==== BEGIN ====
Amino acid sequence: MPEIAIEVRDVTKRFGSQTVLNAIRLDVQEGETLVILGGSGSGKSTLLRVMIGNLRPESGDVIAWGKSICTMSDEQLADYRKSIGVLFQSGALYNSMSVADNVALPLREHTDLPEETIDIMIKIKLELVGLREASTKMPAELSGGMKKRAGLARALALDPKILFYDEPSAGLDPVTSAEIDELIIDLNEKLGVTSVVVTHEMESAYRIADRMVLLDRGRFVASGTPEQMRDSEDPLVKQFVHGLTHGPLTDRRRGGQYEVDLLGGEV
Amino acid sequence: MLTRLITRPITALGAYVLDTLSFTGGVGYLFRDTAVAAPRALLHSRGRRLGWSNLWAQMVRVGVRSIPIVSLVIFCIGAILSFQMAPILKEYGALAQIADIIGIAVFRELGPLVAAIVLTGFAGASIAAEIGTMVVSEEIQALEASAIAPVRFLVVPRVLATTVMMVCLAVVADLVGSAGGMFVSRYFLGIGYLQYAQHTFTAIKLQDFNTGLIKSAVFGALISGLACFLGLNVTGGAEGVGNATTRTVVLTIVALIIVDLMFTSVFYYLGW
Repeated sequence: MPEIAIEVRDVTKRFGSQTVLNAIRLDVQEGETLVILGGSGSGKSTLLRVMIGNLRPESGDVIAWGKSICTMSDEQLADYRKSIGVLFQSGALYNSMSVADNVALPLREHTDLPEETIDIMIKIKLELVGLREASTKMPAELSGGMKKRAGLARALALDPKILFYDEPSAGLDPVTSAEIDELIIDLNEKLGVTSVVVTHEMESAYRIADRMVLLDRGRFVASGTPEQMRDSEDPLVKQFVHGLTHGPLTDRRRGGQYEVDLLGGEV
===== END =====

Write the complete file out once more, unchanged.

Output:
Amino acid sequence: MPEIAIEVRDVTKRFGSQTVLNAIRLDVQEGETLVILGGSGSGKSTLLRVMIGNLRPESGDVIAWGKSICTMSDEQLADYRKSIGVLFQSGALYNSMSVADNVALPLREHTDLPEETIDIMIKIKLELVGLREASTKMPAELSGGMKKRAGLARALALDPKILFYDEPSAGLDPVTSAEIDELIIDLNEKLGVTSVVVTHEMESAYRIADRMVLLDRGRFVASGTPEQMRDSEDPLVKQFVHGLTHGPLTDRRRGGQYEVDLLGGEV
Amino acid sequence: MLTRLITRPITALGAYVLDTLSFTGGVGYLFRDTAVAAPRALLHSRGRRLGWSNLWAQMVRVGVRSIPIVSLVIFCIGAILSFQMAPILKEYGALAQIADIIGIAVFRELGPLVAAIVLTGFAGASIAAEIGTMVVSEEIQALEASAIAPVRFLVVPRVLATTVMMVCLAVVADLVGSAGGMFVSRYFLGIGYLQYAQHTFTAIKLQDFNTGLIKSAVFGALISGLACFLGLNVTGGAEGVGNATTRTVVLTIVALIIVDLMFTSVFYYLGW
Repeated sequence: MPEIAIEVRDVTKRFGSQTVLNAIRLDVQEGETLVILGGSGSGKSTLLRVMIGNLRPESGDVIAWGKSICTMSDEQLADYRKSIGVLFQSGALYNSMSVADNVALPLREHTDLPEETIDIMIKIKLELVGLREASTKMPAELSGGMKKRAGLARALALDPKILFYDEPSAGLDPVTSAEIDELIIDLNEKLGVTSVVVTHEMESAYRIADRMVLLDRGRFVASGTPEQMRDSEDPLVKQFVHGLTHGPLTDRRRGGQYEVDLLGGEV